The German gunmaker is now making shotguns for the covertside. Jonathan Young goes undercover to investigate just how they do it.
“So, Mr Bond, let me show you round our installation. You understand, of course, that we will never allow you to reveal all our secrets.” And with that warning, or something vaguely close, I was shown into the Blaser shotgun factory in Isny, Germany and forbidden to shake hands with the robots. Most modern factories have automata and that includes gunmakers, though one imagines they are named Henry and James at Holland & Holland and Purdey. Mostly they are static CNC machines with automotive processes, solid members of the workforce but not ones to enliven a grey Monday morning. But at Blaser (though this cannot be revealed), there is a chirpy robot who bustles up and down the aisles selecting parts for his sedentary colleagues who steadily put in their 24 hours a day cutting and spark-eroding, working to an accuracy of 0.01 of a millimetre – an accuracy checked by laser. “Any sharp edges are then smoothed here,” said Alexandra Baur, leading me to a tumbling machine filled with ceramic stones. “They stay in there for about one-and-a-half hours until they are perfect. And you know how important perfection is for us Germans,” she added, without a trace of smile. Baur is Blaser’s head of PR and plays the Teutonic joke well. And the company’s striving for order and efficiency can verge on the humorous. Where else, for example, would a drinks dispenser be adapted so that each human worker can find the right item in-stantly? But this seeking for perfection is also rather noble in itself and gratifying for the customer. Who wouldn’t want a rifle or shotgun that was as well made and reliable as possible?
Take the barrels. They are made in-house from a non-stainless, standardised NATO-certified steel for small arms. The cylinders are cold-hammer forged, a process that Blaser shotgun pre-fers because “it does not tamper unduly with the steel’s molecular structure”. The barrels are then plasma nitrided against corrosion.
The rifles come in 30 calibres, with .308 and 30-06 being most popular in Germany. Unlike a traditional bolt-action, which takes four movements to eject and load, the Blaser shotgun has a straight-pull action that requires two: you pull the bolt back and forwards. As a result, it’s easy to keep the rifle fully mounted and the scope’s cross-hairs continuously on the quarry, the beauty of which was obvious when Baur took me to Blaser’s “cinema”.
This is actually a firing range, using live rounds at targets projected on a 15-metre screen. “What would you like to start with? Boar or buffalo?” asked Baur. ‘OK, boar it is,” nodding to her colleague in the control booth. I chambered a round and the lights went out but instead of the pa-pa-pah pa-pa-pah of the Pearl & Dean ads there came a-grunting and a-squealing as a troop of wild boar me-andered out of a forest fringe, halted on catching my wind and looked directly towards me. I lined up on the biggest – boom! – then its lieutenant – boom! – and managed a third before the boar scattered off the screen. “Not bad,” said the range officer, “have a look.” The hits on the screen are recorded on the computer, so you can see exactly where each round was placed. “Two of those are stone dead but the third, I’m afraid, will be a job for the dogs. Want another go or shall we try the Cape buffalo?” This shooting cinema is the first I’ve seen but it’s used abroad as part of the hunting exam that many Europeans, including the Germans, have to pass. A number of sessions is required before a licence is issued but they’re so much fun that’s not much of a hardship.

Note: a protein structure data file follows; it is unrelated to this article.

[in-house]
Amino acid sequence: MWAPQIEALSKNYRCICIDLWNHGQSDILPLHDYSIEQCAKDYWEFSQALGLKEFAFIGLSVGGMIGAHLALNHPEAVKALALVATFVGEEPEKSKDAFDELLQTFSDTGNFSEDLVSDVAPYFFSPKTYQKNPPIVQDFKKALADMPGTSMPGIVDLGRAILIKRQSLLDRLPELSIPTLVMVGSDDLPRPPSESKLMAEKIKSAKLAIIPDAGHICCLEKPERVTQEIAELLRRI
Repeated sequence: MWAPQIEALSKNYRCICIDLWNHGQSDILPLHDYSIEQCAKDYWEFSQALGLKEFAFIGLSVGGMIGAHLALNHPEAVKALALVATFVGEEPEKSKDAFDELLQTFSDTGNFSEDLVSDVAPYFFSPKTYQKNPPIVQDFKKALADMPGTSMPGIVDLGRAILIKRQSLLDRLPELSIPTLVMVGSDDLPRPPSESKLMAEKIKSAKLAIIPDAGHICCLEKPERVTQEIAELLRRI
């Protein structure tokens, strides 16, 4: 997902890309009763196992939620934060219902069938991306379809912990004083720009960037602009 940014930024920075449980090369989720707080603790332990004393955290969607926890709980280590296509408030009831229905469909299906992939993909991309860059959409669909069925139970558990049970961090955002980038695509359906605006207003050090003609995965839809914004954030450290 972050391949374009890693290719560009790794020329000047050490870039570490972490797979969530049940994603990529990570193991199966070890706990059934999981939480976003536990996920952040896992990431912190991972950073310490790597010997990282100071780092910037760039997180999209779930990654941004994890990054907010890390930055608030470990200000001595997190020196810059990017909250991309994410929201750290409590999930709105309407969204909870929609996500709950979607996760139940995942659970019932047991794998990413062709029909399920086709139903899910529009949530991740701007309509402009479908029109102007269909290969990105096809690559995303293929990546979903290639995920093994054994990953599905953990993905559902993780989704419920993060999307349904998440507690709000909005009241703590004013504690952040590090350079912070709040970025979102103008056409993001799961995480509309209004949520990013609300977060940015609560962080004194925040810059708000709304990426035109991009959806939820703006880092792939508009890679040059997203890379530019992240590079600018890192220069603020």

BLASER BREAK TIME
“Now you can see how quick our rifles are, it’s time we looked at the guns but not before we have lunch,” said Baur, leading me to the senior executives’ canteen, a Hansel and Gretel wooden chalet next to the stark factory buildings. On the way, every colleague called out “Mahlzeit!” “It means ‘enjoy your lunch’,” said Baur, “and it’s the traditional German greeting around noon. We usually eat together at the canteen because it gives us a chance to catch up with what’s going on elsewhere in the business. And a good lunch is important, too.”
I thought of how lunch is now usually taken in the UK – munched at the desk before a hot computer – and then remembered an English friend telling me about his time working in Munich. “One night I’d stayed late to finish off some work and my boss came back into the office to collect something he’d forgotten. ‘What are you doing still here?’ he asked and when I explained he told me that in Germany you’re expected to do all your work in work hours, not outside them – and if you can’t manage to do that you’re probably in the wrong job.”
It was a reminder, if needed, that German industry is as much about a particular vision as mechanical efficiency – though the latter is always to the fore at Blaser, as underlined by the maker’s F3 shotgun action.